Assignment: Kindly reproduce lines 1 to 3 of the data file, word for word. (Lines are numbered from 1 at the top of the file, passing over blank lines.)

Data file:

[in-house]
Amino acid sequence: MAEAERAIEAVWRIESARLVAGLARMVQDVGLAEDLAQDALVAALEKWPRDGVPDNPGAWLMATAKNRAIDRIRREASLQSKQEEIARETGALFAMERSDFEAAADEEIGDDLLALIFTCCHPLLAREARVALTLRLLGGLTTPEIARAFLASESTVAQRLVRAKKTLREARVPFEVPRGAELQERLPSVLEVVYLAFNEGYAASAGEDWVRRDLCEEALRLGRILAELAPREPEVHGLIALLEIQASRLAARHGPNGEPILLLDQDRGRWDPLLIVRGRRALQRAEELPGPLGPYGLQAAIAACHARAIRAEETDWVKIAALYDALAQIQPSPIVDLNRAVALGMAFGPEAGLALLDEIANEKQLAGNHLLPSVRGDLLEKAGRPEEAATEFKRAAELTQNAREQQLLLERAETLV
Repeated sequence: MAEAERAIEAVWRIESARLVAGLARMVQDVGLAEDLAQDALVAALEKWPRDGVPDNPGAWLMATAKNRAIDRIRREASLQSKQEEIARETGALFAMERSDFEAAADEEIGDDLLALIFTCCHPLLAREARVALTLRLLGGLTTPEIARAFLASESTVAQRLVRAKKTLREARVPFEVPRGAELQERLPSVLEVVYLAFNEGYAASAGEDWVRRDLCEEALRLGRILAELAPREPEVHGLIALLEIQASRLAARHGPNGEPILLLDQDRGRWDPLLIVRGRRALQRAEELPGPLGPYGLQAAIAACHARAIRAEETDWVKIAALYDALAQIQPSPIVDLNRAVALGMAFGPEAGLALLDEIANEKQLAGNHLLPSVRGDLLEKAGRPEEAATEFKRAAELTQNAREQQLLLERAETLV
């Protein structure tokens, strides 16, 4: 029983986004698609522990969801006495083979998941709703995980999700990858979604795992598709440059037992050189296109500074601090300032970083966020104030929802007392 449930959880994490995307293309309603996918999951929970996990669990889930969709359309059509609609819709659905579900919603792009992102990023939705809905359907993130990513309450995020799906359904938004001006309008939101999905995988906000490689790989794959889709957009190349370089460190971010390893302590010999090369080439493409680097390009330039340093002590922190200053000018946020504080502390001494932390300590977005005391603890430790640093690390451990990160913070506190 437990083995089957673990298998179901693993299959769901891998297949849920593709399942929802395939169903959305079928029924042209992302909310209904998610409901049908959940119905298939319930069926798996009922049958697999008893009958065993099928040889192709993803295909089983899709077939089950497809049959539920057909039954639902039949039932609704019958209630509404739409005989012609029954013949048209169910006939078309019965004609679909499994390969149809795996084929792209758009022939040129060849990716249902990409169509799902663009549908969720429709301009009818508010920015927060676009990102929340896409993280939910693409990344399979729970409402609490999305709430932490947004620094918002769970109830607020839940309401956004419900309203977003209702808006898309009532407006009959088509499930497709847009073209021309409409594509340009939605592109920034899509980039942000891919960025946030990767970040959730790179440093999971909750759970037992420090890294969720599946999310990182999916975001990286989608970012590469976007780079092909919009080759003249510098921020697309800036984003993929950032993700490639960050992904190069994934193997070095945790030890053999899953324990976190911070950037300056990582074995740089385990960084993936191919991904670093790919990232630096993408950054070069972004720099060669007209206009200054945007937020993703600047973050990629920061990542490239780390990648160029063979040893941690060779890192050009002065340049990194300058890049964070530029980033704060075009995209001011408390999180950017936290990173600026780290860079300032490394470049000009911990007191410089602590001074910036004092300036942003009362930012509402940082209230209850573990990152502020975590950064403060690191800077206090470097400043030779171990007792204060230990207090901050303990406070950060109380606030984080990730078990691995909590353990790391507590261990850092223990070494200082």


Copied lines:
[in-house]
Amino acid sequence: MAEAERAIEAVWRIESARLVAGLARMVQDVGLAEDLAQDALVAALEKWPRDGVPDNPGAWLMATAKNRAIDRIRREASLQSKQEEIARETGALFAMERSDFEAAADEEIGDDLLALIFTCCHPLLAREARVALTLRLLGGLTTPEIARAFLASESTVAQRLVRAKKTLREARVPFEVPRGAELQERLPSVLEVVYLAFNEGYAASAGEDWVRRDLCEEALRLGRILAELAPREPEVHGLIALLEIQASRLAARHGPNGEPILLLDQDRGRWDPLLIVRGRRALQRAEELPGPLGPYGLQAAIAACHARAIRAEETDWVKIAALYDALAQIQPSPIVDLNRAVALGMAFGPEAGLALLDEIANEKQLAGNHLLPSVRGDLLEKAGRPEEAATEFKRAAELTQNAREQQLLLERAETLV
Repeated sequence: MAEAERAIEAVWRIESARLVAGLARMVQDVGLAEDLAQDALVAALEKWPRDGVPDNPGAWLMATAKNRAIDRIRREASLQSKQEEIARETGALFAMERSDFEAAADEEIGDDLLALIFTCCHPLLAREARVALTLRLLGGLTTPEIARAFLASESTVAQRLVRAKKTLREARVPFEVPRGAELQERLPSVLEVVYLAFNEGYAASAGEDWVRRDLCEEALRLGRILAELAPREPEVHGLIALLEIQASRLAARHGPNGEPILLLDQDRGRWDPLLIVRGRRALQRAEELPGPLGPYGLQAAIAACHARAIRAEETDWVKIAALYDALAQIQPSPIVDLNRAVALGMAFGPEAGLALLDEIANEKQLAGNHLLPSVRGDLLEKAGRPEEAATEFKRAAELTQNAREQQLLLERAETLV